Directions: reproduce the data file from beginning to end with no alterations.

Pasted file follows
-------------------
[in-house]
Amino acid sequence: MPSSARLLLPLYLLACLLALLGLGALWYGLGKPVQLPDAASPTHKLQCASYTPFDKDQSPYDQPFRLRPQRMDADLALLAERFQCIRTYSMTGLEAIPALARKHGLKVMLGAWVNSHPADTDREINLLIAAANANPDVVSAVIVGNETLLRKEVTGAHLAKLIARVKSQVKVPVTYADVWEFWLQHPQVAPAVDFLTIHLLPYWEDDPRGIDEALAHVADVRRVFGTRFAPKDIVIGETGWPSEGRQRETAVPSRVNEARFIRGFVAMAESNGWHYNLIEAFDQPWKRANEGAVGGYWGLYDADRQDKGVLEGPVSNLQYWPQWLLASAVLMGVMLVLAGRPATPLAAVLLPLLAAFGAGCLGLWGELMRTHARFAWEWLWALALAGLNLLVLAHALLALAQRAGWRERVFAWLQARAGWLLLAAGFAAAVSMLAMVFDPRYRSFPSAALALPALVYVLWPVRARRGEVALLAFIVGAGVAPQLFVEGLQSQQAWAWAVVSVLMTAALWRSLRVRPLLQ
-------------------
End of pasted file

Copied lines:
[in-house]
Amino acid sequence: MPSSARLLLPLYLLACLLALLGLGALWYGLGKPVQLPDAASPTHKLQCASYTPFDKDQSPYDQPFRLRPQRMDADLALLAERFQCIRTYSMTGLEAIPALARKHGLKVMLGAWVNSHPADTDREINLLIAAANANPDVVSAVIVGNETLLRKEVTGAHLAKLIARVKSQVKVPVTYADVWEFWLQHPQVAPAVDFLTIHLLPYWEDDPRGIDEALAHVADVRRVFGTRFAPKDIVIGETGWPSEGRQRETAVPSRVNEARFIRGFVAMAESNGWHYNLIEAFDQPWKRANEGAVGGYWGLYDADRQDKGVLEGPVSNLQYWPQWLLASAVLMGVMLVLAGRPATPLAAVLLPLLAAFGAGCLGLWGELMRTHARFAWEWLWALALAGLNLLVLAHALLALAQRAGWRERVFAWLQARAGWLLLAAGFAAAVSMLAMVFDPRYRSFPSAALALPALVYVLWPVRARRGEVALLAFIVGAGVAPQLFVEGLQSQQAWAWAVVSVLMTAALWRSLRVRPLLQ